Ivar’s Restaurants Up Minimum Wage Ahead of Seattle’s $15 per Hour Mandate

Ivar’s, a seafood chain based in Seattle, deals a little differently with the usual problems facing restaurants. For example, most companies, faced with the challenge of generating PR, just whip up more creative ads. A few years ago, Ivar’s did that … and then put them at the bottom of the ocean. The organization put out the rumor that their late founder, Ivar Haglund, had placed billboards under Puget Sound. The signs, which were supposedly placed in 1954, bore slogans like: “Ivar’s Chowder. Worth surfacing for. 75? a cup.” Ivar’s latest trick is no hoax: while some business owners have protested Seattle’s minimum wage hike to $15 an hour minimum wage, the restaurant is rolling out a new, higher wage structure to staff before the phased deadlines.

Bob Donegan

(Photo Credit: Bob Donegan via Ivar’s)

Ivar’s President Bob Donegan spoke with PayScale via email to explain why the company decided to move to a higher minimum wage at Ivar’s Salmon House and Ivar’s Acre of Clams (when it reopens in the summer of 2015).

PayScale: What inspired you to change the pay structure ahead of the required raise to $15 an hour?

Donegan: On April 1, the $11 an hour minimum wage increase went into effect, but that was just the first in a series of increases. The schedule of increases to the minimum wage for a company our size would be $11.00 in 2015, $13.00 in 2016, and finally $15.00 by 2017. At Ivar’s Salmon House, we decided to move to $15 an hour immediately to streamline the process and avoid a series of operating and pricing disruptions had we elected for a slow phase in. In the end, we believe this structure will be best for our staff, operations and, ultimately, our customers.

PayScale: How will the new system work?

Donegan: We raised the baseline wage for all Salmon House employees to $15 an hour and have moved to a revenue sharing model for all hourly staff. The menu price increase will be about 21 percent and it’s important to explain how we got to that number. We crunched the numbers from 2013 and 2014 and found that customers were tipping about 17 percent. This 17 percent tip is reflected in the new system, along with an extra 4 percent to cover the labor costs associated with the minimum wage increase. In the end, customers should only find their bills to be about 4 percent higher.

The key is how we now share revenue with the full hourly team in the restaurant. It’s divided between servers and bartenders along with bussers, hosts, cooks, dishwashers and others – on top of their base $15 per hour wages. It’s important to us that all staff, from front of house and to back of house, share in the success of the restaurant every day.

There won’t be a tip line included on checks anymore to eliminate confusion, but if customers would like to leave more than the built-in 17 percent, they’re welcome to leave an additional cash tip on the table or write one in on the credit card slip and that will go directly to their server.

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PayScale: What’s your take on lower “tip wages,” in general? Can that work as a pay model, or do servers wind up making less?

Donegan: Most of our servers and bartenders were making $18 to $19 an hour already with tips, but those can’t be counted as part of compensation under the new law. We found a way that keeps their wages consistent, if not greater, than what they made in 2013 or 2014, while also redistributing the revenue more evenly among all workers.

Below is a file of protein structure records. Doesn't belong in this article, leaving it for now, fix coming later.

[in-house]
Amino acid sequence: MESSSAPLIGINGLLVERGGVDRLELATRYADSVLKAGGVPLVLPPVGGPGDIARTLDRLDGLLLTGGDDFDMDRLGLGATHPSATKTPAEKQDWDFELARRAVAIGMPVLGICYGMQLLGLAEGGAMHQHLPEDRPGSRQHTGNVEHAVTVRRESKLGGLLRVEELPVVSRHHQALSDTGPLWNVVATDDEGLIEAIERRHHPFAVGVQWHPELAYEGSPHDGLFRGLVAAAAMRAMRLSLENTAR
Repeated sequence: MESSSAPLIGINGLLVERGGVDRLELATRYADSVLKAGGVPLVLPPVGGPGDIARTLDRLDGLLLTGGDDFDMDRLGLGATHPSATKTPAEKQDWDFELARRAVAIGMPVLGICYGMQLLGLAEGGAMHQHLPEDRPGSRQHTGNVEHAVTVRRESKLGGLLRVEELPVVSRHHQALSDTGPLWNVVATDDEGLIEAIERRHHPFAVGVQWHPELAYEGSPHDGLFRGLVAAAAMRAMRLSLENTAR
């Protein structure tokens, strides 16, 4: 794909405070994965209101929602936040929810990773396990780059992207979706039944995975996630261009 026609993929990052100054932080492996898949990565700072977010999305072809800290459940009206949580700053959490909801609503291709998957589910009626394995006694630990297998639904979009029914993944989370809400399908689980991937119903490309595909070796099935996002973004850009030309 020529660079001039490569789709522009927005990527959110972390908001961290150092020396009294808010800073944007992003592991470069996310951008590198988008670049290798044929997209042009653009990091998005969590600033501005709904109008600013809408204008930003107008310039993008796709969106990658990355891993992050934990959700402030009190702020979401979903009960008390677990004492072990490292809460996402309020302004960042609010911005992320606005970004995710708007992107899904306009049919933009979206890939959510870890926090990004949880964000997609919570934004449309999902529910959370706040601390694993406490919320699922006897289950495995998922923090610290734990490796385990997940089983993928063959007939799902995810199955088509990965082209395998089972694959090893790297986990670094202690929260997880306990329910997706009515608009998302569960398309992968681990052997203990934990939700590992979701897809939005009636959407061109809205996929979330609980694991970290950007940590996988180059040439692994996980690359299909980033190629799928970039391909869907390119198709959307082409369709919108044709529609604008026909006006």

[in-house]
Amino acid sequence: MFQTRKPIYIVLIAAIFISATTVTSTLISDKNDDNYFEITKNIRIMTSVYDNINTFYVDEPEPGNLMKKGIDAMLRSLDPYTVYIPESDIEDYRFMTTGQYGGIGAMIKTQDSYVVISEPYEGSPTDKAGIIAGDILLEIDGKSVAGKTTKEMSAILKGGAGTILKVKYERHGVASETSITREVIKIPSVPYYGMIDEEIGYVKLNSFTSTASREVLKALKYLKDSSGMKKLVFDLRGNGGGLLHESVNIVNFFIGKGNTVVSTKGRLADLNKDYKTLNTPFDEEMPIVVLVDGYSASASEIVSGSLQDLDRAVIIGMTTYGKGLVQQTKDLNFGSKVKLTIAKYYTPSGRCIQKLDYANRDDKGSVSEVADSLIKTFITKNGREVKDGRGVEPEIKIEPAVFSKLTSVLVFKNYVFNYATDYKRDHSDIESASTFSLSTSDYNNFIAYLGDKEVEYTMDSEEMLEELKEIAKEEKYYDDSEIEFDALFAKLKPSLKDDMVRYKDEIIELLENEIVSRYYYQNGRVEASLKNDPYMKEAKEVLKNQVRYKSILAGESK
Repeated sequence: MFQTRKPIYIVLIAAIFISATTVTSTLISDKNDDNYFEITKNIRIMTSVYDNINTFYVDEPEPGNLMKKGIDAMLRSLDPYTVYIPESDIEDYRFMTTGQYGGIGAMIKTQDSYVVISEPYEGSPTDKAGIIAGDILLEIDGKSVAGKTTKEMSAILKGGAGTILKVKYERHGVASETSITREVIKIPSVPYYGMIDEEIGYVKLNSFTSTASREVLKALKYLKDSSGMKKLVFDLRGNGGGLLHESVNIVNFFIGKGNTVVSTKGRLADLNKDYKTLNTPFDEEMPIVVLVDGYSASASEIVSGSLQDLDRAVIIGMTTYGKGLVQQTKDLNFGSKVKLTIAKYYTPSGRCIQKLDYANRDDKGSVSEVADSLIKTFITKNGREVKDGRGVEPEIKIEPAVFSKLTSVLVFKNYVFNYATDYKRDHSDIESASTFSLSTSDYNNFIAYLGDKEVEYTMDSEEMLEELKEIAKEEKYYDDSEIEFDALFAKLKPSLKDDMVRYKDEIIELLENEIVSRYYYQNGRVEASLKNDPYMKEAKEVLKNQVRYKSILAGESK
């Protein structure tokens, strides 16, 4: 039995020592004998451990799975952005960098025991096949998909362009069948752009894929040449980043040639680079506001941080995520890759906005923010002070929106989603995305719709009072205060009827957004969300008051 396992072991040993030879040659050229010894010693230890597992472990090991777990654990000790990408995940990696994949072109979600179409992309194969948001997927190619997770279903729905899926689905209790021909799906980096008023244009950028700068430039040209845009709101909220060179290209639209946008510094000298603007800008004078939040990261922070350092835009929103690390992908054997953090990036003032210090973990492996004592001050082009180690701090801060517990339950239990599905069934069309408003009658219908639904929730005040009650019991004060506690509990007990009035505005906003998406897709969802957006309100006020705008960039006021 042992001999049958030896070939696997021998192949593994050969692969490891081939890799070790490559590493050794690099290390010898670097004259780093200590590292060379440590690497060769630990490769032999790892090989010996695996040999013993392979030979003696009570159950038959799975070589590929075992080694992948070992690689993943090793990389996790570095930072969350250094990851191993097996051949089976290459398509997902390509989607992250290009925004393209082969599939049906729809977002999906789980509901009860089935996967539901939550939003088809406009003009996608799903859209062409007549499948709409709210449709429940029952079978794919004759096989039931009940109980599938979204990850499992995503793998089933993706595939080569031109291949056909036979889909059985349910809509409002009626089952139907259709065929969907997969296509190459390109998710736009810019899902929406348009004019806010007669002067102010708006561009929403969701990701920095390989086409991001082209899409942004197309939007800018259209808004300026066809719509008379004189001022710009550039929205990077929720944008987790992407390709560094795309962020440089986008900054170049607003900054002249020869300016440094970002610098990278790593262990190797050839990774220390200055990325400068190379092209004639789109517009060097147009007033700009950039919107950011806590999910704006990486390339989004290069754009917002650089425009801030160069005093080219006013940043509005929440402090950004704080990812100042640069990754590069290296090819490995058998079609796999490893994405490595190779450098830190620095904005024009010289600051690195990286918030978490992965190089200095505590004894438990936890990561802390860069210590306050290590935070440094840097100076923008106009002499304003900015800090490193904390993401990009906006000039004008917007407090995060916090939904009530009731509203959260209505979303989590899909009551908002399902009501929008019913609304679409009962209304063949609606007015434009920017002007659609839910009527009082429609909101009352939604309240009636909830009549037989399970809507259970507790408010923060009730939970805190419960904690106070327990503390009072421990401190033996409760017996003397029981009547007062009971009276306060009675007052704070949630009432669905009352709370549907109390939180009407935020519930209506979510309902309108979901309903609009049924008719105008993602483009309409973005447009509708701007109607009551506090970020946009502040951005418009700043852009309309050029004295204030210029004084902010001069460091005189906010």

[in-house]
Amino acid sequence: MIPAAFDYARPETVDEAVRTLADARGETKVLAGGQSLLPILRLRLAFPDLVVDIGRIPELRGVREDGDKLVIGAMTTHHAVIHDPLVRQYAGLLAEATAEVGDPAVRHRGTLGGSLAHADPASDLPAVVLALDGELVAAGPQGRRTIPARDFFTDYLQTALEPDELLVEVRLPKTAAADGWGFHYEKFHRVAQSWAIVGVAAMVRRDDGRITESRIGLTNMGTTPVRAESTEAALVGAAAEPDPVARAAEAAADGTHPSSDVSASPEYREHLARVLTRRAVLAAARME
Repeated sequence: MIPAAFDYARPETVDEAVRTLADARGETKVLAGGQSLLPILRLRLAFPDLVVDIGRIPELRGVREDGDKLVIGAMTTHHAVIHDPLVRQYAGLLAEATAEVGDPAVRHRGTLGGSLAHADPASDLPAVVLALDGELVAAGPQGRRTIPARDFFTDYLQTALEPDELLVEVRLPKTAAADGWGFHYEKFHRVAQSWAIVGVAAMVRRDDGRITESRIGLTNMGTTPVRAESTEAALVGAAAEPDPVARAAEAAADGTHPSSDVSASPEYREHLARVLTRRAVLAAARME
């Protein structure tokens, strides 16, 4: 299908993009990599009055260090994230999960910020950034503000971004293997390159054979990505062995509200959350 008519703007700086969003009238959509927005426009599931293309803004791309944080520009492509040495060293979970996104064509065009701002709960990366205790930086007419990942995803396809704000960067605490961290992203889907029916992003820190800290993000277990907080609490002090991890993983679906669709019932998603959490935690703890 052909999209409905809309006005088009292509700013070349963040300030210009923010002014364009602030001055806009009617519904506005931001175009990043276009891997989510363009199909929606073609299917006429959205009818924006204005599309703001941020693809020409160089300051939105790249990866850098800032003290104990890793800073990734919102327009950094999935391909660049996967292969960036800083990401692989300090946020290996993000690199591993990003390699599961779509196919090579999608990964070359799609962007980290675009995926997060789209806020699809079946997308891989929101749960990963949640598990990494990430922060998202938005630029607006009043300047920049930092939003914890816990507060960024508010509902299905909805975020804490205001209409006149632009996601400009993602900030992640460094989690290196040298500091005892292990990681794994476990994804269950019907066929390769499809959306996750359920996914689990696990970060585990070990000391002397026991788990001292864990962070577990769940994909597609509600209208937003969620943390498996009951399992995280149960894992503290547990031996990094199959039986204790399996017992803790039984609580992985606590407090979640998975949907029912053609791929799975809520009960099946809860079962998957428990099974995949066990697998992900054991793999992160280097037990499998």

PayScale: What if hourly pay works out to be less than what servers were getting under the old system?

Donegan: We have always compensated our employees fairly by providing a complete benefits package well above industry standards. By instituting the $15 higher base wage before 2018 and including revenue sharing, no Ivar’s employees should see lower compensation or benefits because of this change. We’ll continue to evaluate and monitor employee compensation to ensure it’s fair and equitable to all.

It’s also important to note that this new system will ultimately benefit the employee by providing a more consistent wage across slow and busy times so they can manage their own funds more reliably. It also provides a more fair compensation system between tipped and non-tipped employees. Ivar’s will benefit by retaining key talent and through better recruiting because we can provide a more reliable and fair compensation package for everyone. When we’re able to retain and attract key talent, it helps us provide our guests an unparalleled dining experience.

PayScale: What’s the response been so far, from servers and customers?

Donegan: So far, the most important part has been explaining the breakdown of numbers, how we arrived at the figures, and how we’re sharing revenue. Once people understand that the change in funds isn’t adding to our bottom line, but going to directly to employees, everyone has been very positive about it. With 77 years of experience, Ivar’s is known as a leader in the Seattle restaurant industry and people appreciate that we’re taking a lead. Even amid some uncertainty within this new environment, we’re taking the necessary steps to find the best solution for our staff and loyal diners.

PayScale: What advice would you give businesses who are worried about the impact of a $15 per hour minimum wage?

Donegan: Restaurants have three to seven years to get to $15 an hour, based on size, so each has to consider what is best for its staff and customers. We hope other restaurants can learn from what we’re doing, but it’s not going to be one-size-fits-all approach. The industry is faced with gradual wage increases, how to manage tipping (which wasn’t covered in the new legislation) and how to fairly compensate both tipped and non-tipped employees. That’s the challenge.

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